Accountants should not submit un-audited financial statements of a nonpublic entity to a client or a third party, unless the accountant has at least complied with the provisions that apply to a compilation engagement. When more than one service has been performed, the report to be used is the one that relates to the highest level of service rendered.

Advertisement

Accountants should not allow their names to be used in any written document containing the un-audited financial statements of a nonpublic entity unless:

  1. They have compiled or reviewed the statements pursuant to Statements on Standards for Accounting and Review Services; or
  2. The financial statements are accompanied by a statement indicating that the accountant has not compiled or reviewed the financial statements and assumes no responsibility for the financial statements.

 

An acceptable statement would be:

The accompanying balance sheet of X Company as of December 31, 20XX, and the related statements of income, retained earnings, and cash flows for the year then ended were not audited, reviewed, or compiled by us, and accordingly we do not express an opinion or any other form of assurance on them.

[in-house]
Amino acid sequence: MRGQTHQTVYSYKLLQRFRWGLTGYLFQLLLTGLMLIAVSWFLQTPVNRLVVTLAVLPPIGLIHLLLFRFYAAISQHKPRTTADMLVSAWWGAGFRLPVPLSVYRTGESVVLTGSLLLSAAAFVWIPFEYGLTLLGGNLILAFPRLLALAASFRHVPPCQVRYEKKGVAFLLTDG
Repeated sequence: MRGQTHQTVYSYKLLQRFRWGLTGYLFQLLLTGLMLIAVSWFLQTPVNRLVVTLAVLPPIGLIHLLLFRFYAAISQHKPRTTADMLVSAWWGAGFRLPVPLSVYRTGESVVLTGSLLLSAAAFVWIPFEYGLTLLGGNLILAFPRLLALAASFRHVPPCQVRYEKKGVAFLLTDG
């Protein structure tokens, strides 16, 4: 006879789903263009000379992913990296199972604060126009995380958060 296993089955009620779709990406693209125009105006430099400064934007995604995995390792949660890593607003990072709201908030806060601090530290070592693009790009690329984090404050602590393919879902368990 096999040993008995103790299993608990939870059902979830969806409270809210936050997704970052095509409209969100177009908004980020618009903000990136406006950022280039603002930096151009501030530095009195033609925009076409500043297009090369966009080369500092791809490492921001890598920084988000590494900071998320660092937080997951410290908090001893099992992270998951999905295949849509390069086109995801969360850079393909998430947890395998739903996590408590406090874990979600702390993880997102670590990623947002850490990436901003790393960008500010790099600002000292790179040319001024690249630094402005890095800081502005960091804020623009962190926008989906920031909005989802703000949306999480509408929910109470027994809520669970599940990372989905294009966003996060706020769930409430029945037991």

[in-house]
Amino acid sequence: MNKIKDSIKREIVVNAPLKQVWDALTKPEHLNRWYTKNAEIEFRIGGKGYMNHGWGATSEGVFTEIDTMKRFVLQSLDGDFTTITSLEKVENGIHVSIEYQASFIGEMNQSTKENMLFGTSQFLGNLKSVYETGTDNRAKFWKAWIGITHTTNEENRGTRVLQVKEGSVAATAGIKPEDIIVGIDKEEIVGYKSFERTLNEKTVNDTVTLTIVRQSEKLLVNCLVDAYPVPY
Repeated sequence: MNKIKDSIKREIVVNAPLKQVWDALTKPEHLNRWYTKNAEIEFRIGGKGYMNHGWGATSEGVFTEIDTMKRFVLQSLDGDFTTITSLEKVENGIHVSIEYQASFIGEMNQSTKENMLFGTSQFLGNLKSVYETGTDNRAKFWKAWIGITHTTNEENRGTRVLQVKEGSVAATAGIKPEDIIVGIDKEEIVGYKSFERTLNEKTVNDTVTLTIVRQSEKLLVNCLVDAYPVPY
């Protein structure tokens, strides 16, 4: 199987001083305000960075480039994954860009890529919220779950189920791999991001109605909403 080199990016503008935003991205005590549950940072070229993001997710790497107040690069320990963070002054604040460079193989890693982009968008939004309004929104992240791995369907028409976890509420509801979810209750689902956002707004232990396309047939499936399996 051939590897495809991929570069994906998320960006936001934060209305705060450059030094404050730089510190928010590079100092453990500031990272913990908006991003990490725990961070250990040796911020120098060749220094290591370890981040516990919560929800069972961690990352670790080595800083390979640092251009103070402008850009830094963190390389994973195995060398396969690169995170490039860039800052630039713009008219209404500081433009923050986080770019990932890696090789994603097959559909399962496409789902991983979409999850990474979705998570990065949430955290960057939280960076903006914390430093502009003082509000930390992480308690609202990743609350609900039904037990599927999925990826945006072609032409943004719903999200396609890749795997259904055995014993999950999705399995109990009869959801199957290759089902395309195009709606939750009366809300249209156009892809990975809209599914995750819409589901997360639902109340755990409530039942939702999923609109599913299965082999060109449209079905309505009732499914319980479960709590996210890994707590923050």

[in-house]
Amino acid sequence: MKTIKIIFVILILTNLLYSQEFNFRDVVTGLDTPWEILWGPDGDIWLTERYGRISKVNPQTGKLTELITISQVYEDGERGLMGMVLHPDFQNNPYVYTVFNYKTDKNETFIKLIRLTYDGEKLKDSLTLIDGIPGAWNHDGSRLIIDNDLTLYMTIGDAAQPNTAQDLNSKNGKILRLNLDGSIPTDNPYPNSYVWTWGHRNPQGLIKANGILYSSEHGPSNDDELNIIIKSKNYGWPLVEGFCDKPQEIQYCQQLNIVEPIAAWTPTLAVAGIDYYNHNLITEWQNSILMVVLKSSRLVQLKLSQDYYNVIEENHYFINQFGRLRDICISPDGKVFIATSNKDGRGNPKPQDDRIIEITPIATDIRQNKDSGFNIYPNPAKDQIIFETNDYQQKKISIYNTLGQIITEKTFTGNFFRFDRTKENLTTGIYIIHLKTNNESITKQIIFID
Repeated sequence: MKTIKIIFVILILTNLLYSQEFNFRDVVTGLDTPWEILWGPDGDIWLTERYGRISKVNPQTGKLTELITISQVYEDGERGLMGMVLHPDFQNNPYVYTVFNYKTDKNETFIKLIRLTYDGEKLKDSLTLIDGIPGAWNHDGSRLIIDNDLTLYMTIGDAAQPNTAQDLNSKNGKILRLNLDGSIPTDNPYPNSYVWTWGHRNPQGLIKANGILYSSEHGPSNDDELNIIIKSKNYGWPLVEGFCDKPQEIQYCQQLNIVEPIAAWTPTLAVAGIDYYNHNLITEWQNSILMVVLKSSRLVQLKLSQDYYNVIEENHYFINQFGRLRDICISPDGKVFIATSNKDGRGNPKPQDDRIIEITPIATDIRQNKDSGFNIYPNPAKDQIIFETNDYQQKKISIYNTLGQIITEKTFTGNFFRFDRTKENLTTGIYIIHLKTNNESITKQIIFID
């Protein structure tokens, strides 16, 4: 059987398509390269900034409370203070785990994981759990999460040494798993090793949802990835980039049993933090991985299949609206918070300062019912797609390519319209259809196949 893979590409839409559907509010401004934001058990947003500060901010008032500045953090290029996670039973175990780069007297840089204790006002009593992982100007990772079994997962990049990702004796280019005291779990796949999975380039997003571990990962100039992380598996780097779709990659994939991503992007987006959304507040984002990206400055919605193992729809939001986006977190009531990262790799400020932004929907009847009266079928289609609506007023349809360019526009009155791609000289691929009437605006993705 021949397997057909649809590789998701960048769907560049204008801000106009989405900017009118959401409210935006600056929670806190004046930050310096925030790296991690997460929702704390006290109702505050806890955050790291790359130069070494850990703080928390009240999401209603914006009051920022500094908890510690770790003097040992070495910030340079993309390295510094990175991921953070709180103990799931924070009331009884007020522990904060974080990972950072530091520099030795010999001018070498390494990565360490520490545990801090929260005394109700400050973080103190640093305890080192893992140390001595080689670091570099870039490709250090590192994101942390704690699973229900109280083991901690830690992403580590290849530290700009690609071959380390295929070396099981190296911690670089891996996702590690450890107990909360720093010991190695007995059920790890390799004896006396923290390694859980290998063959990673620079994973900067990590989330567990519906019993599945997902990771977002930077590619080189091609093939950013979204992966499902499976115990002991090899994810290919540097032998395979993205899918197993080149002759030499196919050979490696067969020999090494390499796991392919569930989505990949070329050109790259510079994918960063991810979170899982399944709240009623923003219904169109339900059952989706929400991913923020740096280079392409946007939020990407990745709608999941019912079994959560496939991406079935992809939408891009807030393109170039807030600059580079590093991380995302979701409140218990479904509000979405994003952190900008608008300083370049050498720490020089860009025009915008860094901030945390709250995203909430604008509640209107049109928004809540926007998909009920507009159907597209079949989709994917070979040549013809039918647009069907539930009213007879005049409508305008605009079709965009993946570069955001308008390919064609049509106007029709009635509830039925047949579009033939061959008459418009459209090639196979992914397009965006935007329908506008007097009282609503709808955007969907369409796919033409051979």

Accountants who become aware that their names are being used improperly in a client prepared document that includes unaudited financial statements should notify the client promptly and determine whether other action might be appropriate and necessary, such as obtaining legal counsel.

 

Definitions

Non-public entity. An entity other than one:

  1. Whose debt or equity securities trade in a public market.
  2. That makes a filing with a regulatory agency in preparation of a public sale, or
  3. A subsidiary, corporate joint venture, or other entity controlled by an entity described in the two items above.

 

Compilation. Preparation of financial statements from information supplied by management without the accountant expressing any assurance on them.

Review. Inquiry and analytical procedures intended to provide a reasonable basis for expressing limited assurance that the accountant is not aware of any material modifications that should be made to the financial statements to make them conform to generally accepted accounting principles (GAAP) or other comprehensive basis of accounting (OCBOA).

Third party. All parties except members of management who are knowledgeable about the nature of the procedures applied and the basis of the accounting and assumptions used to prepare the financial statements.

Submission. Presenting to a client or third parties, financial statements that the accountant has prepared, either manually or by computer software.

Other Comprehensive Basis of Accounting (OCBOA). A definite set of criteria, other than GAAP, that has substantial support for use in preparing financial statements. A comprehensive basis of accounting may be any basis of accounting: